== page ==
By Ashley Walls
Students at Asbury University are going to need a lot more than subzero temperatures and a little bit of snow before they can count on a snow day.
Provost Dr. Jon Kulaga says it is more than frigid weather and a little snow that goes into making the decision of whether or not to delay or cancel classes. “We do not have a ‘temperature rule,’ per se,” Kulaga said. “We are more concerned with road conditions and the safety of students, faculty, and staff traveling to Wilmore for work. Cold is just cold.”
Sophomore Madi Mitchell says that although a day off would be nice, staying in the regular routine of going to classes makes sense. “There really is no reason to have [snow days], considering we all live on campus for the most part,” Mitchell said.
In fact, U.S. News reports that 85 percent of Asbury students do live on campus. For this reason, Kulaga says the cold is not as problematic for college students who aren’t driving in the snowy weather, and who don’t have to wait outside in freezing temperatures for a school bus.
Rather than having a snow day and having to cancel class, Kulaga suggests that students who live on campus bundle up and wear more layers.
As for the other 15 percent of students who live off-campus, the policy for missing class due to bad weather is dependent on “the discretion of the instructor,” according to the Asbury Bulletin. But before students decide to skip class due to the weather or submit themselves to the harsh driving conditions, they should know that when bad weather hits the Lexington area, Kulaga is awake at 5:45 a.m., scouring the weather channel for the road conditions.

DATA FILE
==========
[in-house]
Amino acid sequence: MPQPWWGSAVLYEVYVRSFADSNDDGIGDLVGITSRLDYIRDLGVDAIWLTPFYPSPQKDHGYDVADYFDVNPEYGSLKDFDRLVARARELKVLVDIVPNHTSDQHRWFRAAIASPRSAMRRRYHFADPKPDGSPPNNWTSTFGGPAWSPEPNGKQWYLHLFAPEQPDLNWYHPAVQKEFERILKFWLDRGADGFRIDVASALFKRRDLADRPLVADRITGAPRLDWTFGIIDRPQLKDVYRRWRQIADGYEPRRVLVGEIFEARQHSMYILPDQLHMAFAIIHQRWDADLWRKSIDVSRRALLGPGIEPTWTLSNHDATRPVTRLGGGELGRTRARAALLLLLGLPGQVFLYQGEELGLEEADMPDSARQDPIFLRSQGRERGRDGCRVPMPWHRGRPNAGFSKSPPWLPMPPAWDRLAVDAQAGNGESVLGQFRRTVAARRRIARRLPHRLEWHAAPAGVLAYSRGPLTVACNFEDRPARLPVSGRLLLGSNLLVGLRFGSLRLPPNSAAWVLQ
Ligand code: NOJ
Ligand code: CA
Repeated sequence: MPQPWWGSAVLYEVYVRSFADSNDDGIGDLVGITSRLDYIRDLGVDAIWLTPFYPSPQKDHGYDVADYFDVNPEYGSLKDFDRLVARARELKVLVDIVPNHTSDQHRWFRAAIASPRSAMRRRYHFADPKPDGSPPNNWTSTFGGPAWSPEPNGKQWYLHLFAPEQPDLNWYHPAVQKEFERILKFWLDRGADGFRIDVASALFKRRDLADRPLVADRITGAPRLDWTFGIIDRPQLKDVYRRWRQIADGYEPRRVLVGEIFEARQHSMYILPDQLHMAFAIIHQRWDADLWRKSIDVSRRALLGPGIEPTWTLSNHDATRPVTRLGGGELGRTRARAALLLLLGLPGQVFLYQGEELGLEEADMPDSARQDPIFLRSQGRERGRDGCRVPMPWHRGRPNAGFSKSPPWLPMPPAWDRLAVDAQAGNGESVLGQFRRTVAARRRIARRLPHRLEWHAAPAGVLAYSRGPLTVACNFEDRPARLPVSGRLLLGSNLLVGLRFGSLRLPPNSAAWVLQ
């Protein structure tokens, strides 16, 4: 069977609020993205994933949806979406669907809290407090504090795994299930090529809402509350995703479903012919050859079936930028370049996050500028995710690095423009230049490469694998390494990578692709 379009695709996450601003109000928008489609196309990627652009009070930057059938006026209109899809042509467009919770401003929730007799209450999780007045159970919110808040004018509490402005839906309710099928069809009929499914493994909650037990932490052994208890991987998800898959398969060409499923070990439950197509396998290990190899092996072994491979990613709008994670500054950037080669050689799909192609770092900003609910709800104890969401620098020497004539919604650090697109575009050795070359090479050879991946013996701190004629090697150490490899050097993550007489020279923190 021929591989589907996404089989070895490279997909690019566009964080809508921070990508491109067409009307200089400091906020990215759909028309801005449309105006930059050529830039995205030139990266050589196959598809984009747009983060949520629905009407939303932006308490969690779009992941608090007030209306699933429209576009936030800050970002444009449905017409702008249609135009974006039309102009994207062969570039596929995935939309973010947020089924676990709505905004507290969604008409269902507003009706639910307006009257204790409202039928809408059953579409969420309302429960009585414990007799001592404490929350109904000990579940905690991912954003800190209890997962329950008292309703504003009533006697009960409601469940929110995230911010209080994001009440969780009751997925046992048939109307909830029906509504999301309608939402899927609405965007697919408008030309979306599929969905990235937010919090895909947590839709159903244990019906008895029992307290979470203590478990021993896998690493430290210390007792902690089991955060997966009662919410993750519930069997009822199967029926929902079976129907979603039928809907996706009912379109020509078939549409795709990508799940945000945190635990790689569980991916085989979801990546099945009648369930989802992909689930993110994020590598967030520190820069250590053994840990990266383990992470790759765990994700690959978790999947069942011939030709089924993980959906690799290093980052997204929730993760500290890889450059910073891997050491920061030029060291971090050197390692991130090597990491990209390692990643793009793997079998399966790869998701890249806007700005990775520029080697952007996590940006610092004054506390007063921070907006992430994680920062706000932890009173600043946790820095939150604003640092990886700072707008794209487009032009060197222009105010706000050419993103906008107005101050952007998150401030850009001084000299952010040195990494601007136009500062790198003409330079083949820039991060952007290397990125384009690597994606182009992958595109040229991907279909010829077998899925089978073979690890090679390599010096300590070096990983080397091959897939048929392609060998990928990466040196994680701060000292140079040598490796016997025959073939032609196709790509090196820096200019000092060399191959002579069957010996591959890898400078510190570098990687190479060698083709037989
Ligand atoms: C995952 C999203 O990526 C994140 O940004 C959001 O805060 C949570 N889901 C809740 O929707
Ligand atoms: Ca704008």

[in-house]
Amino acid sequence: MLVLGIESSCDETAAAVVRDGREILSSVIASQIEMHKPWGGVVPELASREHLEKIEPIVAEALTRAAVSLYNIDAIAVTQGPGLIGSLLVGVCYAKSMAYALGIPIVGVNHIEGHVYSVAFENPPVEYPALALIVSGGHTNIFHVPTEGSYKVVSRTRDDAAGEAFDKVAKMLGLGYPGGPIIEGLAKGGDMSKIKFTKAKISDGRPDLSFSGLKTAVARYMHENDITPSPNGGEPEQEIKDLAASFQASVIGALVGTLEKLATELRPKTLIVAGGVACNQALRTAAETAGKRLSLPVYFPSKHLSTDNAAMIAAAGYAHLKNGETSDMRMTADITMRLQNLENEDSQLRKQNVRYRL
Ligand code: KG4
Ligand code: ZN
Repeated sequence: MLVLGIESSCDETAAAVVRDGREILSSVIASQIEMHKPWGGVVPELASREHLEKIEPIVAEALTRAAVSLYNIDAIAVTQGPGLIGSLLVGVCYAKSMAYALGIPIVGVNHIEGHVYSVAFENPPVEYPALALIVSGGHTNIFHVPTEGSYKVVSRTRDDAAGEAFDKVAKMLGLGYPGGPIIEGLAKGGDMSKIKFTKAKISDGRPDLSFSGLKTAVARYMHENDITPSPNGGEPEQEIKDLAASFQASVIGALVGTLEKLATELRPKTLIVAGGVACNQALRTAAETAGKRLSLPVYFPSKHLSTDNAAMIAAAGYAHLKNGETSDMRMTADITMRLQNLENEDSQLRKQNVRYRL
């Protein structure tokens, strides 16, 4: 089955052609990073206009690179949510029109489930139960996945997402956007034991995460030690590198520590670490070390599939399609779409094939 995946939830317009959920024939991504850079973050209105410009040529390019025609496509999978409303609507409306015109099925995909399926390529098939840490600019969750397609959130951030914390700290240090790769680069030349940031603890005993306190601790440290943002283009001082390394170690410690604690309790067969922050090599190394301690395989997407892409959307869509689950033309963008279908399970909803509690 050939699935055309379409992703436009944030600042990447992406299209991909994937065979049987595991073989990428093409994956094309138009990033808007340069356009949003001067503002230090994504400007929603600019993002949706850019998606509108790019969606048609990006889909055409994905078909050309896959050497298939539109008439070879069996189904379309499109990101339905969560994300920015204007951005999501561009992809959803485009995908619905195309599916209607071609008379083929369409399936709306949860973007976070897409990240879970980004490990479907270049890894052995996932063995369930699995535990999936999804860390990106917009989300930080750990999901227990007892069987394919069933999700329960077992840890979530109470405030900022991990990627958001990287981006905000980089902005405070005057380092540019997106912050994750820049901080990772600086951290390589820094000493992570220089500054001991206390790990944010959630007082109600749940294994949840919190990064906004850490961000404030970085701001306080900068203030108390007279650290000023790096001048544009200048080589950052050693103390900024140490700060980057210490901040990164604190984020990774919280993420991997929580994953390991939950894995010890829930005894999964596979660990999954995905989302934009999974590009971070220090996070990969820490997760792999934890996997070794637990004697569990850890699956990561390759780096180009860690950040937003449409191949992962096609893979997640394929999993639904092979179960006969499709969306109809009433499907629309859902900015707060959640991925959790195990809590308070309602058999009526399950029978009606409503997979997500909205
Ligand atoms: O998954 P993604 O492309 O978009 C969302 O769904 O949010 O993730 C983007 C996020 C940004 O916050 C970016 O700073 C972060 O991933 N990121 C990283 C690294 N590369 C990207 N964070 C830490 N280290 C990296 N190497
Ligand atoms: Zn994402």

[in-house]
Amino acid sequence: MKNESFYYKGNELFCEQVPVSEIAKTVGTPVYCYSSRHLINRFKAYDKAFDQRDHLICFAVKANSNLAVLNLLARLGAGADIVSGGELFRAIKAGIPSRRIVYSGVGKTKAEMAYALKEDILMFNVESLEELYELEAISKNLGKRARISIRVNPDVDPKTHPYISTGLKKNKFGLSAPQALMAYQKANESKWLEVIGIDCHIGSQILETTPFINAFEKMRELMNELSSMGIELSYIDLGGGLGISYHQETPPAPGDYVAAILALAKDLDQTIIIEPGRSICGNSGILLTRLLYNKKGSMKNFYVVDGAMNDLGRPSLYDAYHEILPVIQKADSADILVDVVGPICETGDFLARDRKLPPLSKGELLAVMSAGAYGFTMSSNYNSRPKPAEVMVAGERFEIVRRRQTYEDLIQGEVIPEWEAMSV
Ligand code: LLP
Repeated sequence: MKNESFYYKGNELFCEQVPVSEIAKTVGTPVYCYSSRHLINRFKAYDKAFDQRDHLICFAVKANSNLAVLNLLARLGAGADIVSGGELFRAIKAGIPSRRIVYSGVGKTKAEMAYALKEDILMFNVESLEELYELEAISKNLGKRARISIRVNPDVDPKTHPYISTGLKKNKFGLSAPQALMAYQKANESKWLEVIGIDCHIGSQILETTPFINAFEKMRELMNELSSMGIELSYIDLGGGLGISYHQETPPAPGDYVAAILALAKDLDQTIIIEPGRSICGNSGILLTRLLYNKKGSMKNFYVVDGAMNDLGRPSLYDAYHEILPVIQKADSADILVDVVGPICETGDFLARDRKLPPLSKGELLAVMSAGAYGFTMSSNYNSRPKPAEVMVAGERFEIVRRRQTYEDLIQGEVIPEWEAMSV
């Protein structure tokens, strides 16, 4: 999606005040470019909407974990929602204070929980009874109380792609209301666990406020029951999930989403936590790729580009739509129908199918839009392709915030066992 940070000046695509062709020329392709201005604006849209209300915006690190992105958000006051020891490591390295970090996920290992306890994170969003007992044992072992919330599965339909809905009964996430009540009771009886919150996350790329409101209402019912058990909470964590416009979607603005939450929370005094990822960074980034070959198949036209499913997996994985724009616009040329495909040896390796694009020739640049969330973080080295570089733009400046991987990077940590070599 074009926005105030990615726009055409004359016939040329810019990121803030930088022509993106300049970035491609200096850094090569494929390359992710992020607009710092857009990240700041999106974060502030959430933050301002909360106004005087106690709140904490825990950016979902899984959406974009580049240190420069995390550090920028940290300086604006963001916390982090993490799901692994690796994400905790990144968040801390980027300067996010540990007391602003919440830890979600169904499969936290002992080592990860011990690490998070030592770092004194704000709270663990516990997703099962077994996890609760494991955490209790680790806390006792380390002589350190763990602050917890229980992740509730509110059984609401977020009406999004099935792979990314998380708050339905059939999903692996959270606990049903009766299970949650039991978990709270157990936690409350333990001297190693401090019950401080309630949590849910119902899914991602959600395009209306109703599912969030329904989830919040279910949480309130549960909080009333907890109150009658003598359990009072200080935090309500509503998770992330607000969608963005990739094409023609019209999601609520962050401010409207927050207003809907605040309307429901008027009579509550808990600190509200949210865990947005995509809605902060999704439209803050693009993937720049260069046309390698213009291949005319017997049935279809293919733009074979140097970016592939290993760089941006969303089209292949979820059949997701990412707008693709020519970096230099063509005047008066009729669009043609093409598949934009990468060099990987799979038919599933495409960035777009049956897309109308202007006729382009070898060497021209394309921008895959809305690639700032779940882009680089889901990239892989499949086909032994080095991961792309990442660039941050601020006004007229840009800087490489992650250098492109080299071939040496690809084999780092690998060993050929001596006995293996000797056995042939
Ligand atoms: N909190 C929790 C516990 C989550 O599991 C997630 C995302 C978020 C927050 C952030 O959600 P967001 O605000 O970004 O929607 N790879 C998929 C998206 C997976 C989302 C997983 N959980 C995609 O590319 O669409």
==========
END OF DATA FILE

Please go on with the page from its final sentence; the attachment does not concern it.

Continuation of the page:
“Usually by 6:15 to 6:30 I try to make a decision,” Kulaga said. “A delay may occur if the road conditions — usually involving a combination of snow and ice — are such that it would be dangerous … to arrive safely by 8:00 a.m.”
Even so, the decision to delay and/or cancel a day of classes is rare. “In the seven years I have been here, we have had a few delays in the morning, and a couple of early releases in the afternoon,” Kulaga said.
Kentucky may be located in the “any snow” area of the Huffington Post’s map showing the amount of snow it takes to cancel school by region, but it might be wise for students to invest in wool socks and earmuffs before crossing their fingers for a snow day.